High School, Hormones, and Singletrack

Ah, to be 16 again.

I recently had the privilege of attending the season opener for the SoCal High School Cycling League at Vail Lake Resort in Temecula, California. If any of you grew up like me, the idea of an organized, school sponsored mountain bike racing program is absolutely unpossible. But if you care to peruse the results from the race on their site you’ll see that 278 fine, young, gnar-shredding men and women came out to tear it up. It was truly inspirational.

The growth of the league is no accident; through the hard work of volunteers, parents, coaches and students this series is thriving. I had a chance to speak with the league’s director, Matt Gunnell, and his enthusiasm and love for the sport is clear from the moment you meet him. He was more than willing to share the details of the organization, tell me about the people who make it happen, and discuss the benefit the kids get out of it. He told me about the history of the teams, gave me a run-down on the ‘big guns,’ and talked about how much the local shop Casino Bicycles does to support the series. It was an honor to get a tour of the pits by this fine dude.

Boy and girls, freshman, sophomores, JV, and varsity all had their time on the trails. I saw lowly, entry-level, 42-pound boat anchors being slogged up the climbs and I saw full carbon pro-level dreadnoughts under kids who could probably stomp me even while carrying bricks in their Camelbak. Dads and moms took pictures, encouraged, rang cowbells and generally were awesome. I’m not sure you’d see this 100% good-vibe scene at the local soccer pitch (no offense soccer moms, but I’ve seen you and Dad freak out at the ref for carding little Jimmy). Everyone, to the last spectator, was there to cheer on the riders and contribute to the spirit of having some fun in the dirt.

The reason my attendance at this event was ‘work’ stems from my job title: kids bike product manager. This time of year I’m traveling the country (sometimes out of it too) to meet our dealers, study the regional trends, and conduct research that will inform my projects for the coming year. I had heard of the growth of the NorCal HS MTB league; it is growing so fast they are considering splitting it into two regions. My designs stop at 24″ wheels, so I wanted to know when these young lads and lasses got into mountain biking, what they started riding, when they upgraded, etc.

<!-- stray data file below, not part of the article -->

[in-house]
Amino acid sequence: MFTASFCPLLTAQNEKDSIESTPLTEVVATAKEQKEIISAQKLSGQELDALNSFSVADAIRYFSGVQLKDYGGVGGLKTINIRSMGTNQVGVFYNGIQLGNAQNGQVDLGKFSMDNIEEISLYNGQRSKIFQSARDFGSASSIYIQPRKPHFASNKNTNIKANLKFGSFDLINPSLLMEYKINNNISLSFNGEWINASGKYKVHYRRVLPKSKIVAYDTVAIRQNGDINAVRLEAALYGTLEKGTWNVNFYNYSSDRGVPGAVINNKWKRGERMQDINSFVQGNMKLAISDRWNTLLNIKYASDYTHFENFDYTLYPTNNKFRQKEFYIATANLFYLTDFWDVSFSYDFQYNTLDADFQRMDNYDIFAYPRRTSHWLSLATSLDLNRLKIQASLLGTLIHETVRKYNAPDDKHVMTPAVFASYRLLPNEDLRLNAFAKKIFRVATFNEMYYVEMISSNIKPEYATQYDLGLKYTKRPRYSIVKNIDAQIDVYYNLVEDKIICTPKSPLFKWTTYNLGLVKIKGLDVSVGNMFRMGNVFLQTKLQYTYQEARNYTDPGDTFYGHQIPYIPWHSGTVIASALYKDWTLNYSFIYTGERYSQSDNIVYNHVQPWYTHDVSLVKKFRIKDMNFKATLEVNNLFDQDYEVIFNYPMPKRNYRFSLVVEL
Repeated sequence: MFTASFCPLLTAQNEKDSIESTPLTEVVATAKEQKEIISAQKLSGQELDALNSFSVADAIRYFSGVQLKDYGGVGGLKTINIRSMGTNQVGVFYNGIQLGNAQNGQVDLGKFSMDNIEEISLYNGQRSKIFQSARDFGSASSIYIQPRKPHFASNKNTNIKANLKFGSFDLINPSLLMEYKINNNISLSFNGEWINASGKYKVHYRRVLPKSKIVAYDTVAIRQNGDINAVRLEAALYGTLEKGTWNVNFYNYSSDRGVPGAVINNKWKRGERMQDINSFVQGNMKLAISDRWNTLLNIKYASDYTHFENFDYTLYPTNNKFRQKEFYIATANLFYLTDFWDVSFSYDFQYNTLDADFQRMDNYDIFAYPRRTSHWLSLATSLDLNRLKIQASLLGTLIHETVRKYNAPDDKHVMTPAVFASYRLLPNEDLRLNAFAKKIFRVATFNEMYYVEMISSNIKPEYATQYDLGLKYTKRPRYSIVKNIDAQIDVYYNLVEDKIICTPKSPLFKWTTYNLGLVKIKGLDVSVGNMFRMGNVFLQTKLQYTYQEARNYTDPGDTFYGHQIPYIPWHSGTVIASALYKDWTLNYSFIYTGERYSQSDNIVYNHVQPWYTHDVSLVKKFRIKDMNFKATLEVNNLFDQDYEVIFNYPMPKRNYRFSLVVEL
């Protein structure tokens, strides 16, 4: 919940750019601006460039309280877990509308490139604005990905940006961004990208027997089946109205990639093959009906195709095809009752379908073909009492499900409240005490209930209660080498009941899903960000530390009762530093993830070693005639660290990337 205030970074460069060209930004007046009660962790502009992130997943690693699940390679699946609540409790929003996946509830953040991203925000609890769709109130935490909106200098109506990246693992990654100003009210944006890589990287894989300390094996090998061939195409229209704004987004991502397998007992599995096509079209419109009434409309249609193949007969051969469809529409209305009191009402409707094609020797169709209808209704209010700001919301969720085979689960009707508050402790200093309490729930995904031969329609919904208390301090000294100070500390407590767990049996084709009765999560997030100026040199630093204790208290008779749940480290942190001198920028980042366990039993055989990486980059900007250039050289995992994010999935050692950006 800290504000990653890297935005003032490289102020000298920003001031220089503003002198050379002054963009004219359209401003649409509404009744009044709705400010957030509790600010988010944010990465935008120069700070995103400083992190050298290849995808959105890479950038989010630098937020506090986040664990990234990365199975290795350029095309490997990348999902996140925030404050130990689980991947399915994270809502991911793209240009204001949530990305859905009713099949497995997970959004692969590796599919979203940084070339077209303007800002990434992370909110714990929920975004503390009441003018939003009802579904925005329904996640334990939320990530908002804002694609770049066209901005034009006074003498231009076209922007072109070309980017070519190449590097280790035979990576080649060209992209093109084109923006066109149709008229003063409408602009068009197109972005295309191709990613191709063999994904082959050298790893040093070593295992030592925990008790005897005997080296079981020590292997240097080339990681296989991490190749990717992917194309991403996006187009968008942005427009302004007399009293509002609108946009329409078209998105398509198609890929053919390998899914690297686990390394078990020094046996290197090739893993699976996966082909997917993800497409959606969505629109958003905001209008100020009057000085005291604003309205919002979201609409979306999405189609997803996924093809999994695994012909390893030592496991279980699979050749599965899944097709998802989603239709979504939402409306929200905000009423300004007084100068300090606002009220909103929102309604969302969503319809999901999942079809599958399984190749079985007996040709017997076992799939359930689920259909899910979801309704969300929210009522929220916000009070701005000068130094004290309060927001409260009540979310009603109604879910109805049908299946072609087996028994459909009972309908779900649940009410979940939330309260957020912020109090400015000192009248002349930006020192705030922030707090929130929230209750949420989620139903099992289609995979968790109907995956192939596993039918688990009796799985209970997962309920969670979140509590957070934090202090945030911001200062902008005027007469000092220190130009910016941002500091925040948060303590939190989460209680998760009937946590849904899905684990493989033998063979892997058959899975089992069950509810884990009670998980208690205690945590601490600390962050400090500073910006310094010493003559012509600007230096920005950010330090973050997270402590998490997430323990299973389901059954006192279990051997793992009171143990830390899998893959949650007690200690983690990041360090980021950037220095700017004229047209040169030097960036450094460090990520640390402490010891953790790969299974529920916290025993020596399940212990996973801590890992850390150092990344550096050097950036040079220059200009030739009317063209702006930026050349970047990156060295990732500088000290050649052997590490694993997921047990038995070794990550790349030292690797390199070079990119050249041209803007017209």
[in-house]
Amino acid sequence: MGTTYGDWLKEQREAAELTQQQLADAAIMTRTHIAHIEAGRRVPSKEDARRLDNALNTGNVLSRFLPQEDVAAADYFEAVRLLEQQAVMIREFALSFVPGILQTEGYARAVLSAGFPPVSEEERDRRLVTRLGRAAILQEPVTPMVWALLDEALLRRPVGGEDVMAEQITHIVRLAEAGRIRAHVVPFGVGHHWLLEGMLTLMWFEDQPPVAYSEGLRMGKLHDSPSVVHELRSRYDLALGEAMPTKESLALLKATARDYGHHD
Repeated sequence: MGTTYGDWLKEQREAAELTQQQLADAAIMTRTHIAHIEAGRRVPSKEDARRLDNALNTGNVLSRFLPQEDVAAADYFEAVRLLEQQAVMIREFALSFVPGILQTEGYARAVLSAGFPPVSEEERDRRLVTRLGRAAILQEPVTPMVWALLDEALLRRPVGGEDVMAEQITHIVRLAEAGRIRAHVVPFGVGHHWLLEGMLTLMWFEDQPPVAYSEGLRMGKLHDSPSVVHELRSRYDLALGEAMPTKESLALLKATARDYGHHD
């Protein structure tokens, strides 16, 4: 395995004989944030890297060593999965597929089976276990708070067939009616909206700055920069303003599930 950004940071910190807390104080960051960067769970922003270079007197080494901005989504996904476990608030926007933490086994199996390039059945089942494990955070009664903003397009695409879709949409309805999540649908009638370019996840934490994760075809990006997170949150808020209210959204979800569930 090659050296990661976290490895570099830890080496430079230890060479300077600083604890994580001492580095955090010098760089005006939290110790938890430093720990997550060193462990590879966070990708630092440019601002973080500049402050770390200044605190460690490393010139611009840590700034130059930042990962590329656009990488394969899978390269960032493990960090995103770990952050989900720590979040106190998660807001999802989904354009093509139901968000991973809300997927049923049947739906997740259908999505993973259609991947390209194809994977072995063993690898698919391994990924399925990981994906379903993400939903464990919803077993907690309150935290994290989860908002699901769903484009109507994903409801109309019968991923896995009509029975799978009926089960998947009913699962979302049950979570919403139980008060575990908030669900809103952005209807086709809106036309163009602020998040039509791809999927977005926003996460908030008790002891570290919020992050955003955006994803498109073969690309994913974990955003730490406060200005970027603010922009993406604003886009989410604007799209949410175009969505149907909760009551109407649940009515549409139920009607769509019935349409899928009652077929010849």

It turns out that for the most part they were all just kids riding regular old bikes (BMX, My Little Pony, department store junker) until they joined the high school team. It’s not surprising that their parents were reluctant to shell out big bucks for a real race machine without knowing if they were just going to take up skateboarding, online gaming, or keg partying as their new hobby the next semester. It was easy to tell the kids who were back for their second or third season though. Yup, there’s one now on the Ibis full carbon beauty over there:

Hammer indeed.

Sure, some kids out on the singletrack here have dads and moms who know how important it is to foster and encourage outdoor physical activity early. They know that once being active is associated with play instead of ‘working’ out, kids will most likely grow to be healthy, vigorous adults. I applaud those parents and hope to have the chance to do likewise when I spawn. In my view there’s no price too dear to allow a young adult the chance to realize scars are cool, a little blood just means you did it right, and the feeling of ripping down the trail with the wind in your face and the mountains in view cannot be experienced any other way. Certainly not from the couch. Keep your eyes on these kids, they’re going to be tomorrow’s champions.